Whether you want to build up, out, or in the garden, take advantage of the latest permitted development rights
Whether you want to build up, out, or in the garden, here are five easy ways to extend your home under the latest permitted development rights.
When extending your home, the prospect of navigating the planning process can be daunting enough to deter even experienced self-builders. However, the great news is that there are a number of projects that can be completed without applying for permission, saving you time, money and hassle.
In short, permitted development (PD) allows you to extend your home without requiring full planning permission, providing you adhere to certain guidelines relating to the size and appearance of your new addition.
What’s more, if you’re looking to convert your loft as well as build a ground-floor extension, it’s possible to complete some of the work under PD (the loft, for example) and apply for permission for the remainder of the project. A good designer will be able to advise the best route to take, to make the most of PD allowances.
In some areas (classed as designated land), such as conservation areas, national parks, Areas of Outstanding Natural Beauty and world heritage sites, PD rights can be removed, so it’s always best to check with your local planning authority if these allowances apply. Regulations also differ between England, Wales, Scotland and Northern Ireland. Do bear in mind that any new extension, even when done under PD, will still have to meet building regulations.
What can you build?
Side-return Extension: Create valuable extra living space by incorporating the redundant strip of land to the side of the house (often seen in period terraces). It’s the ideal way to create a larger kitchen; by removing the original exterior wall you can create a space that stretches across the full width of the house to the adjoining boundary.
Rear Extension: Recent changes to PD guidelines in England mean that in most areas (not on designated land) you can now add a single-storey rear extension up to eight metres from the original rear wall of a detached house (previously it was four metres), or six metres from all other houses, such as semi-detached or terraced properties (previously three metres). This allows you far greater scope to create a large, open-plan space that connects to your garden. Since this is a temporary change to the regulations, any extensions built under permitted development must be completed by 30 May 2019.
Double-height Addition: Two-storey rear extensions are also possible (not on designated land), although anything you build must not extend beyond the back wall of the original house by more than three metres or be within seven metres of any boundary opposite the rear wall.
Loft Conversion: To fall under PD rights, repurposed attic space must not exceed 40 cubic metres for terraced houses or 50 cubic metres for detached and semi-detached houses. This still provides plenty of scope for the creation of one or more dormers to make space for a large master bedroom and en suite, or even two smaller bedrooms and a bathroom.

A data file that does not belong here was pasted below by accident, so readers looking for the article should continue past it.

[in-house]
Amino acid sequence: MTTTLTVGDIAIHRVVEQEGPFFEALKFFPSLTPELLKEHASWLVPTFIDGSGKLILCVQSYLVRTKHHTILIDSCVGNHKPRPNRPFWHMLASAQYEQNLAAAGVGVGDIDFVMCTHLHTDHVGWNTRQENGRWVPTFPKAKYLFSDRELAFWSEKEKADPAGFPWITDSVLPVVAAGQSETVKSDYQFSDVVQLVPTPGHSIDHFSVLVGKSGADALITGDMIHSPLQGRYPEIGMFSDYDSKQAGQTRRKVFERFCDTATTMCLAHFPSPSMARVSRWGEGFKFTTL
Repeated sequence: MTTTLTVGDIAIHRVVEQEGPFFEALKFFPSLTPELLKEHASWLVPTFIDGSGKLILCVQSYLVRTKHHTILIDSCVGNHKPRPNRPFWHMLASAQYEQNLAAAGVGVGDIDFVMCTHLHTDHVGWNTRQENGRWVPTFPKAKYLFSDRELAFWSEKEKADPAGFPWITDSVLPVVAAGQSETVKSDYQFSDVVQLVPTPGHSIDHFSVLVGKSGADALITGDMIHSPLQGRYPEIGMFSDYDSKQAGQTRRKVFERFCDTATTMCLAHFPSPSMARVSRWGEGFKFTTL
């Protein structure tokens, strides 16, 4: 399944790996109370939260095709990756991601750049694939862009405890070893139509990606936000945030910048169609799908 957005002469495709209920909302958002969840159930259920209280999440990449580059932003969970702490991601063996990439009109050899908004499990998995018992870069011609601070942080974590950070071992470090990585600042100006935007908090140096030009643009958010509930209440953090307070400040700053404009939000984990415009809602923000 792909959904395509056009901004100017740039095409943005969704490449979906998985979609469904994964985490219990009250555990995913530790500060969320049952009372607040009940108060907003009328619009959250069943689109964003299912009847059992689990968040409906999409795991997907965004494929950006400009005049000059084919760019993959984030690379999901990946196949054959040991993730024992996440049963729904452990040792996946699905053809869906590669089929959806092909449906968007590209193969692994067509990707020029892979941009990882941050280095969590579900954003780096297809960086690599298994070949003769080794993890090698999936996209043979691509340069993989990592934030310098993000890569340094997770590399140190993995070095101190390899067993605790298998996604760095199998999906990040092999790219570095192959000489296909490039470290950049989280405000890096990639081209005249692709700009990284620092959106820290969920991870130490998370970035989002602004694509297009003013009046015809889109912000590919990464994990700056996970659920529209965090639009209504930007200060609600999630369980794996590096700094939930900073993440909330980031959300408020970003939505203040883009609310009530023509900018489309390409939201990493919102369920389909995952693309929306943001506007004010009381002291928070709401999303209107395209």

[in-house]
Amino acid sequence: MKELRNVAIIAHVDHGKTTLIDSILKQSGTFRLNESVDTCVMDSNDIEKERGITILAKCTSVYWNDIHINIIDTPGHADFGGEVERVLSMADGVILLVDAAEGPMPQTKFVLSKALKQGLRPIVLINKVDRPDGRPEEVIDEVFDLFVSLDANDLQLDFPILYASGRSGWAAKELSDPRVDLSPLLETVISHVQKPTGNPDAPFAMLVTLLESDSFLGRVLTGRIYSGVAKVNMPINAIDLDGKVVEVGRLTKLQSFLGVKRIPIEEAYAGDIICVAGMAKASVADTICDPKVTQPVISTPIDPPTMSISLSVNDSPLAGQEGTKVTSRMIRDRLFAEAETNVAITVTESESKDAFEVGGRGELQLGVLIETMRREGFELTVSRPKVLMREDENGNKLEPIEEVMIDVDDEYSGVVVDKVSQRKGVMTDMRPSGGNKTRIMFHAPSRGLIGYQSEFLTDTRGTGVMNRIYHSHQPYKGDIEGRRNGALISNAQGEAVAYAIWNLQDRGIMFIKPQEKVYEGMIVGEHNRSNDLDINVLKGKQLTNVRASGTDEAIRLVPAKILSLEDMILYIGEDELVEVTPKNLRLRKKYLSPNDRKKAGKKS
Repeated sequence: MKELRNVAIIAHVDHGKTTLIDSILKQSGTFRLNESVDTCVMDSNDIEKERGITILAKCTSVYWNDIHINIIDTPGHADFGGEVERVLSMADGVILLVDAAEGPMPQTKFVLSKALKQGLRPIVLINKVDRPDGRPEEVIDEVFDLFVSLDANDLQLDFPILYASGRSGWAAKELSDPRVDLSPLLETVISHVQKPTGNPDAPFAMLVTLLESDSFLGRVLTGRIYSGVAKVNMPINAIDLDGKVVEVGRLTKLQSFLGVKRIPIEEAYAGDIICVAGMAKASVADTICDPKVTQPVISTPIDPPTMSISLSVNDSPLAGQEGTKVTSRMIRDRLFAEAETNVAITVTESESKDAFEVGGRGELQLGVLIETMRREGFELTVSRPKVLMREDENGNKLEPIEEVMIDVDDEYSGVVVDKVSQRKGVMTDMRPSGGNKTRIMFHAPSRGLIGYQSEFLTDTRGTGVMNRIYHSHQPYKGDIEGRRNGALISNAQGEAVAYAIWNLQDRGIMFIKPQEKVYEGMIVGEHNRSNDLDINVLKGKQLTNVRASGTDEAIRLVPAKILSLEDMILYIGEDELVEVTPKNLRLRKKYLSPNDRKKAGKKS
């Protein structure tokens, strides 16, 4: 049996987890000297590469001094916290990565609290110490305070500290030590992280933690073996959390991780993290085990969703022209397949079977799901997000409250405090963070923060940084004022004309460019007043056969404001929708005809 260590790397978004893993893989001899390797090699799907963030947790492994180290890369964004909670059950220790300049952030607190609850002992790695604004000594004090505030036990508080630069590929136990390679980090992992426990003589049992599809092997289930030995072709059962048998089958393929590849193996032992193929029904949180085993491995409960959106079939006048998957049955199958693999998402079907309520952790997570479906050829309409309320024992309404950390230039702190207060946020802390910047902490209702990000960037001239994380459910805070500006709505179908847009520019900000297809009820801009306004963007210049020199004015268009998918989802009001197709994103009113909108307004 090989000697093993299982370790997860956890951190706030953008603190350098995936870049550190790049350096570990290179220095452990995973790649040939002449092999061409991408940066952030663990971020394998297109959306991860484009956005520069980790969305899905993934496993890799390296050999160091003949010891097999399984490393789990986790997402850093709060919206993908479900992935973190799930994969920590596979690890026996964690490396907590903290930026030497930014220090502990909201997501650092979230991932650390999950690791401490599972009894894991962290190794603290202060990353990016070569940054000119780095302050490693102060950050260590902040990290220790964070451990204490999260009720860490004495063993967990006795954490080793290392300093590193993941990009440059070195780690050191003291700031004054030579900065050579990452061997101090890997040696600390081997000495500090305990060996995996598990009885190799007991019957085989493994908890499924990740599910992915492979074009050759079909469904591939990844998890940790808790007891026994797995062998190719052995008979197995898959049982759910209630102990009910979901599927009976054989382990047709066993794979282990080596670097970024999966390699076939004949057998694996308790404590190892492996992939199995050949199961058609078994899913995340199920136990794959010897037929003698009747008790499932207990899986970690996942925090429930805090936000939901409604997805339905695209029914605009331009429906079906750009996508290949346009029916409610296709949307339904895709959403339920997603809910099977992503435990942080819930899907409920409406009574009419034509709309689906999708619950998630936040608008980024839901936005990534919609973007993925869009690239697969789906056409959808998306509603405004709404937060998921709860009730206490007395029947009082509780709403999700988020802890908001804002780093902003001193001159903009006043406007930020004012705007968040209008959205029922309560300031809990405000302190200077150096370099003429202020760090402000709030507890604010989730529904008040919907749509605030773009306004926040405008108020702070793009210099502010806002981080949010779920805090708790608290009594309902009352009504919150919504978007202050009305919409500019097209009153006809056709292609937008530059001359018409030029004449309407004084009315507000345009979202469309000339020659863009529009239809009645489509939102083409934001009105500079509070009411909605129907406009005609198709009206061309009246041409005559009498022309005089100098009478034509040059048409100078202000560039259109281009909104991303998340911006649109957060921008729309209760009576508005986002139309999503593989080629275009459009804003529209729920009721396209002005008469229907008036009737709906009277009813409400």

Garden Room: You can construct many different styles of outbuildings, which you could use as a separate garden office, a home gym or perhaps an additional living room. Any new structure must be single storey and not exceed 50 per cent of the land surrounding the original house – any existing sheds or outbuildings are also included within this total.
Style and Look
Under existing permitted development rules, any materials used for the exterior of an extension need to be of a similar appearance to those of the original house (this doesn’t apply to conservatories), so if you want to have a cedar-clad loft dormer, for example, you’ll probably need to submit a full planning application. This doesn’t mean, however, that you can’t be adventurous with the overall appearance of your extension – a brick-built addition or rendered design that matches the original house can be combined with frameless roof lights and full-height sliding, pivot or bi-folding doors to create a modern look.
If your extension falls under the standard guidelines for PD you won’t need to submit a formal application for planning permission, although it’s always advisable to check with your local authority that you do meet the PD criteria before commencing any work. It’s also a good idea to apply for a Lawful Development Certificate, which provides proof that the work was permitted. If you decide to sell your property in the future, this is something potential buyers will demand to see as evidence that your extension or loft conversion was done legally. To take advantage of the temporary extension to PD rights, however, you will need what is called prior approval before starting your project, which means going through the neighbour consultation scheme – see page 131 for further details.
In Focus: Permitted Development
- In planning, the term original house means the property as it was first built or as it stood on 1 July 1948.
- Extensions (including previous ones) and other buildings must not exceed 50 per cent of the total area of land around the original house.
- Side extensions can be only single storey and no more than half the width of the original house.
- Any single-storey extension should be no higher than four metres; and within two metres of a boundary, no greater than three metres.
- The maximum eaves and ridge height of a two storey extension can be no more than the existing house, and not more than three metres if it falls within two metres of a boundary.
- The eaves and ridge of any extension must be lower than the existing house.
Photography: Gavin Fraser; Monica Jackiewicz/Fine House Studio; Tim Crocker; Jake Fitzjones; Heather Hobhouse; Gianluca Maver